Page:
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QRD #73 - Father's Day 2015
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Musician Dad Interview with Jon Dawson of Third of Never
June 2015

Name: Jon Dawson
Bands: Third Of Never, Electric Forgiveness, Taboo Stu
Websites: www.343Collective.com, www.thirdofnever.com, www.jondawson.com

QRD – How old were you when you first realized you wanted to be a professional musician?

Jon – Probably 11; around the time I heard “I Can See For Miles” for the first time. It was catchy, ominous, & had some teeth.

QRD – What are a few highlights of your musical career?

Jon – Collaborating with John “Rabbit” Bundrick (The Who, Bob Marley, Free, etc.) in Third Of Never & Electric Forgiveness. Recording a few tracks with Dennis Diken of The Smithereens was a thrill, as they’re one of my favorite bands. Jim Babjak of The Smithereens actually recorded a guitar part with my Rickenbacker, which was a big music geek moment for me. Having a song from our first album chosen for the film A Good Old Fashioned Orgy starring Jason Sudeaikis, signing the contract, receiving a clip of the film with the song in it only for the producers to cut all music out of the film. Bill Scheft of the David Letterman show trying to get us on the show for around a year & being able to do shows with Scheft’s band The Truants. Being scheduled to appear on In The Attic with Pete Townshend & Rachel Fuller only to get bumped by David Bowie.

QRD – At what age did you decide you wanted to become a father?

Jon – I was married at 23, so we had plenty of time to think it over. We had our first child when I was 30 & whipped up another one six years later.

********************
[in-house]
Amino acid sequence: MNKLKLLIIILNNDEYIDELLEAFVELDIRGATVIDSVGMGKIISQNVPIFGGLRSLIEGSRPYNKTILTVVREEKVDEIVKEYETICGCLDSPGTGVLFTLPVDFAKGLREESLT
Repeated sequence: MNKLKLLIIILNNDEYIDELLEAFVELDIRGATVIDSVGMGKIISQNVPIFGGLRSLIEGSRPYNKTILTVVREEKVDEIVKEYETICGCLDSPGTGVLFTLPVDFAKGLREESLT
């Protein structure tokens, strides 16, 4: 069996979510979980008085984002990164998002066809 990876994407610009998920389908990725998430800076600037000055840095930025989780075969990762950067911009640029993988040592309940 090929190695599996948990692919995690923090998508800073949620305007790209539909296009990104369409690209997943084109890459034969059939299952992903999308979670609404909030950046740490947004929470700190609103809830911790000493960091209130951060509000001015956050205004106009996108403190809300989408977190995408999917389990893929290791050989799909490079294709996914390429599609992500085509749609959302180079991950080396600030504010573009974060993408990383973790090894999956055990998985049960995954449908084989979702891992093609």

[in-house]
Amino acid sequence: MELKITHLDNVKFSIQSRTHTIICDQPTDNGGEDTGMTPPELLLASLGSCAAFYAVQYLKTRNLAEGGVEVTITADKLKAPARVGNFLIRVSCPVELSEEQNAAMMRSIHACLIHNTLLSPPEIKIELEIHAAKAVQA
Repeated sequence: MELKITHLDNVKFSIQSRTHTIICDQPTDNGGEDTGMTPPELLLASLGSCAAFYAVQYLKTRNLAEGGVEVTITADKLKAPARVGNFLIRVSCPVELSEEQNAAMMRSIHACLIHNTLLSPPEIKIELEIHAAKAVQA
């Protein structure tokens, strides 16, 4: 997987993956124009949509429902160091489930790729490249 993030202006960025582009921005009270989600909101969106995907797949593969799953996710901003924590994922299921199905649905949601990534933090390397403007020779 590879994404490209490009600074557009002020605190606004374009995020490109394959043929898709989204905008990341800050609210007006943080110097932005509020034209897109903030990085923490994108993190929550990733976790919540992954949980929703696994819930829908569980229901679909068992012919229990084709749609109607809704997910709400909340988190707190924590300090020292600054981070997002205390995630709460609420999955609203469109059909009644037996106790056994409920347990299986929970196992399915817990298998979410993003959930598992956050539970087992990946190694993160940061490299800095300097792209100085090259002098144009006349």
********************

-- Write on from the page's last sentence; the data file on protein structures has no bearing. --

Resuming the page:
QRD – What are some positive & negative impacts your family has had on your career?

Jon – The overwhelming positive is the support & not thinking what I’m doing with music has been a waste of time. More bands have been broken up due to jealous spouses than anything else. The only negative from the family is that if I’m out of town for several days, I get incredibly homesick & actually feel sick for a day or two before I leave town. This isn’t the family’s fault, I’m just a bit of a ninny.

QRD – What are some positive & negative impacts your career has had on your family?

Jon – I’ve made some friends for life through music that have become friends of the family. Our oldest daughter used to plunk around on my guitar & drums & is now taking piano lessons, which to me makes more sense than taking dance lessons. She can play piano till she’s 90 if she wants. After that last recital, the dance thing is pretty much done. I can’t really think of a negative towards the family. I never got into drugs or drink & I’ve been moderately successful at keeping band problems from ending up on the family menu.

QRD – Have your children effected the music you make &/or listen to?

Jon – No, but I’ve found myself paying more attention to the music they listen to. Most of the music produced for children is a big pile of hot garbage, so when I come across someone like Danny Adlerman who makes great children’s music that’s goo-free I make sure to pick up a copy.

QRD – Do you think being involved in music has made your children different than their peers?

Jon – Absolutely. For one thing they don’t see as much TV because as time goes on we listen to more music & watch less TV. As a matter of fact, since “30 Rock” went off the air I haven’t followed an over-the-air show since & even in that case the music (composed by Jeff Richmond) was another character on the show. I always put on music at suppertime. Last week we listened to Tycho, The Amazing, Panda Bear, Dereck Higgins, & Herb Albert & The Tijuana Brass while dining.

QRD – Have you had problems with the lack of steady money from a musical career providing the security you feel necessary in your household?